What to Do After a Dining Disaster?
Here’s the scene: a woman on New York’s Upper West Side walks into Le Pain Quotidien, a high-end café chain. She sits down, orders a salad. The salad arrives. The contents: a) leafy greens and b) an entire dead mouse. Two nearby customers, one of whom happened to be Stephen Dubner, saw the scene unfold.
It got us thinking: in restaurants and in life, bad things happen. But what happens next is perhaps more important. So what does a restaurant do to recover from an incident like that?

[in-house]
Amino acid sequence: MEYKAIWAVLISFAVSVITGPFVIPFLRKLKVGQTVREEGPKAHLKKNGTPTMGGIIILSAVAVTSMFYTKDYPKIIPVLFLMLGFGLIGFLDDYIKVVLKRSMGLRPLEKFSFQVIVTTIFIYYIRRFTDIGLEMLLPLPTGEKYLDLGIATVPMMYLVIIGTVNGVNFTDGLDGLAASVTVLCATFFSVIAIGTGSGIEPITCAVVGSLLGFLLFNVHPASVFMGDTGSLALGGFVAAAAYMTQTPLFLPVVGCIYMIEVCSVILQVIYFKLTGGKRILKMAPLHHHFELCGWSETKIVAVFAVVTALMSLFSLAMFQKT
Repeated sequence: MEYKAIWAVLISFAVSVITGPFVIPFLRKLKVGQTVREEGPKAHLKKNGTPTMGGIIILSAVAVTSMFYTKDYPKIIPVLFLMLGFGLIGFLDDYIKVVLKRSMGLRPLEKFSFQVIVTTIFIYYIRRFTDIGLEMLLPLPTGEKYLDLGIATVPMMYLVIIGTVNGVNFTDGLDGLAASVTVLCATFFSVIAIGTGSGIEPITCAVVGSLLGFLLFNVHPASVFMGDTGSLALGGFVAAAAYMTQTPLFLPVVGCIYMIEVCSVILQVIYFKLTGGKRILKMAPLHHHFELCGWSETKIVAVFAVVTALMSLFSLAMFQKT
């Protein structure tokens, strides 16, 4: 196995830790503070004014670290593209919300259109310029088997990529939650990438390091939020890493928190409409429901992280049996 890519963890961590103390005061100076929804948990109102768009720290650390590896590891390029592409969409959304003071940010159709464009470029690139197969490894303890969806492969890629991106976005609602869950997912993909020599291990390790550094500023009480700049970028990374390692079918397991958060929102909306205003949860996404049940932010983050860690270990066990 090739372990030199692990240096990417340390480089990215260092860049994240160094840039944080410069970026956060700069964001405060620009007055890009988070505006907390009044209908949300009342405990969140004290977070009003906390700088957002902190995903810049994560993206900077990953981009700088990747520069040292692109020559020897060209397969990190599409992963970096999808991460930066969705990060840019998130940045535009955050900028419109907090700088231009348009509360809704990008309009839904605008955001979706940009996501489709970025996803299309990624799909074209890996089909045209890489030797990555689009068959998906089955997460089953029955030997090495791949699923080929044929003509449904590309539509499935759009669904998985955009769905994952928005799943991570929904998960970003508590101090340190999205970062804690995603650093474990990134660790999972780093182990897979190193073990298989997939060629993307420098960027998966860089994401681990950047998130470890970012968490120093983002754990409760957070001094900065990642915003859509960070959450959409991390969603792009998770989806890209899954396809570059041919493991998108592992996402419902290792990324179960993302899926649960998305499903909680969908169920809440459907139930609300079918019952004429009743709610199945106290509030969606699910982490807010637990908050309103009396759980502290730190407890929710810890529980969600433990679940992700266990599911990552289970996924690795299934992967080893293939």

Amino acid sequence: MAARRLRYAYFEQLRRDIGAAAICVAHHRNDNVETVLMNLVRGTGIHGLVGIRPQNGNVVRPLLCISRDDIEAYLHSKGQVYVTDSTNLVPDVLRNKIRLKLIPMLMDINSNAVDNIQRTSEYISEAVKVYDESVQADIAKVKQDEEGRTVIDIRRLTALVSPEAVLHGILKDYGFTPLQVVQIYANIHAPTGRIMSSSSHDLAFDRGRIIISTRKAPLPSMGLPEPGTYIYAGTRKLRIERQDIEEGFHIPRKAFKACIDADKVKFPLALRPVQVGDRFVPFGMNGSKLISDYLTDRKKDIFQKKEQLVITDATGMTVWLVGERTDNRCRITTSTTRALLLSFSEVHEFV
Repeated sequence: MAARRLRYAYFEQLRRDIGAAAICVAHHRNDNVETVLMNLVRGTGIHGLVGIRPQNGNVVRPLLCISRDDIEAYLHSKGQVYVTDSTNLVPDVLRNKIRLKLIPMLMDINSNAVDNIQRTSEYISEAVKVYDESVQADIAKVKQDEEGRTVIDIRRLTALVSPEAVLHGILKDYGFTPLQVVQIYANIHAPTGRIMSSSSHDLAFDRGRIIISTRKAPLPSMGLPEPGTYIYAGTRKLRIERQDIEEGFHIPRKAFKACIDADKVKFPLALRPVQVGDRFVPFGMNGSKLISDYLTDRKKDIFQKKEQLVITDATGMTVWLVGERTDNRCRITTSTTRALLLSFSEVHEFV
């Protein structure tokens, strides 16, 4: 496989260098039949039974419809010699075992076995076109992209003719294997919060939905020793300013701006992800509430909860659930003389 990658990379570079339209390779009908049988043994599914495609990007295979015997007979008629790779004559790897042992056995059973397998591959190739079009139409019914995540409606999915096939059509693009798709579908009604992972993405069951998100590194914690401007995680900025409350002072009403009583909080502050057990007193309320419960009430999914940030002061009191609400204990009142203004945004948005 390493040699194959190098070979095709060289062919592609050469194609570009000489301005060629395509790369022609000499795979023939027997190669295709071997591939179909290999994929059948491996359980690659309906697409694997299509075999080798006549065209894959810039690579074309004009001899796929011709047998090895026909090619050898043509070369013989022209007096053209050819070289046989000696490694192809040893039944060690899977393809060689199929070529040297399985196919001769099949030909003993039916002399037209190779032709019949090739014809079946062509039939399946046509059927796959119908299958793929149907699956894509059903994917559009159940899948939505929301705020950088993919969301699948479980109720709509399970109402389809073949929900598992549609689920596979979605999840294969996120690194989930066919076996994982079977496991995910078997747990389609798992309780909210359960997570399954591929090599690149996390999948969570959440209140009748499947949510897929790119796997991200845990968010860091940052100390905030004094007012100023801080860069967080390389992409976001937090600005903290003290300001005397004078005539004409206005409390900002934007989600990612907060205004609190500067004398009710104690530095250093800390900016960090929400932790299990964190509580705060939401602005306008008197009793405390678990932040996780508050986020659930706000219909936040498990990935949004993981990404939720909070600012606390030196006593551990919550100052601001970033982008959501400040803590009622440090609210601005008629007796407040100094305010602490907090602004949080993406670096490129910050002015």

This week on Marketplace, Dubner talks to Kai Ryssdal about the mouse in the salad incident. Along the way, Dubner interviews Andrew Gowers, who worked in corporate communications at Lehman Brothers during its collapse and then for BP during the Deepwater Horizon disaster. Gowers says one of the keys to surviving a business disaster is transparency.
GOWERS: If there’s any suggestion that you are behind the curve in terms of withholding information, or worse still disguising or gilding information, then you are on a heading to a very difficult place.
Dubner also talks the incident over with his dining companion on that fateful day, the investor and financial writer James Altucher. And he speaks with Le Pain Quotidien CEO Vincent Herbert, who explains the company’s response and the effect the incident had on the company’s organic-food philosophy.
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